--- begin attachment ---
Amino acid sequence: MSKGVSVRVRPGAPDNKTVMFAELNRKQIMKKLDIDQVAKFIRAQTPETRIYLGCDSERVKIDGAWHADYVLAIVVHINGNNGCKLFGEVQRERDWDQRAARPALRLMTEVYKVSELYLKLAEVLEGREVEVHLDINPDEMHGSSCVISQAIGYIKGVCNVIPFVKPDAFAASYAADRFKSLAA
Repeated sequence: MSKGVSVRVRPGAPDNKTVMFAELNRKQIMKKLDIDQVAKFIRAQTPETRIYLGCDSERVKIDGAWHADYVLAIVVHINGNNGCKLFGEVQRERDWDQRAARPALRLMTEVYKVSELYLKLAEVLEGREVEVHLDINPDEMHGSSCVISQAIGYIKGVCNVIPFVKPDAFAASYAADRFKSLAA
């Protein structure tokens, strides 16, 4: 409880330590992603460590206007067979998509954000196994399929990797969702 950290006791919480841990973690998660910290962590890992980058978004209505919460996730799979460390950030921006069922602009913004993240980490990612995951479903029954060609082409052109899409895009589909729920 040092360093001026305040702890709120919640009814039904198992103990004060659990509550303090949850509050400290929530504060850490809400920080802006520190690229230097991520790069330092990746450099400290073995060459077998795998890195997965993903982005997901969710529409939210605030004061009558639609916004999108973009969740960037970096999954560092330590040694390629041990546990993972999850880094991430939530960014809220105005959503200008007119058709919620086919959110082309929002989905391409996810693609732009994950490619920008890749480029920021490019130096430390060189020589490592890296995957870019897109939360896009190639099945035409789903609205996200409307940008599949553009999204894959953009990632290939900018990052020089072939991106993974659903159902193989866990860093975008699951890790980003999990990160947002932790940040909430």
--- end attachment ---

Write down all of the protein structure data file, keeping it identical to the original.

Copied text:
Amino acid sequence: MSKGVSVRVRPGAPDNKTVMFAELNRKQIMKKLDIDQVAKFIRAQTPETRIYLGCDSERVKIDGAWHADYVLAIVVHINGNNGCKLFGEVQRERDWDQRAARPALRLMTEVYKVSELYLKLAEVLEGREVEVHLDINPDEMHGSSCVISQAIGYIKGVCNVIPFVKPDAFAASYAADRFKSLAA
Repeated sequence: MSKGVSVRVRPGAPDNKTVMFAELNRKQIMKKLDIDQVAKFIRAQTPETRIYLGCDSERVKIDGAWHADYVLAIVVHINGNNGCKLFGEVQRERDWDQRAARPALRLMTEVYKVSELYLKLAEVLEGREVEVHLDINPDEMHGSSCVISQAIGYIKGVCNVIPFVKPDAFAASYAADRFKSLAA
């Protein structure tokens, strides 16, 4: 409880330590992603460590206007067979998509954000196994399929990797969702 950290006791919480841990973690998660910290962590890992980058978004209505919460996730799979460390950030921006069922602009913004993240980490990612995951479903029954060609082409052109899409895009589909729920 040092360093001026305040702890709120919640009814039904198992103990004060659990509550303090949850509050400290929530504060850490809400920080802006520190690229230097991520790069330092990746450099400290073995060459077998795998890195997965993903982005997901969710529409939210605030004061009558639609916004999108973009969740960037970096999954560092330590040694390629041990546990993972999850880094991430939530960014809220105005959503200008007119058709919620086919959110082309929002989905391409996810693609732009994950490619920008890749480029920021490019130096430390060189020589490592890296995957870019897109939360896009190639099945035409789903609205996200409307940008599949553009999204894959953009990632290939900018990052020089072939991106993974659903159902193989866990860093975008699951890790980003999990990160947002932790940040909430």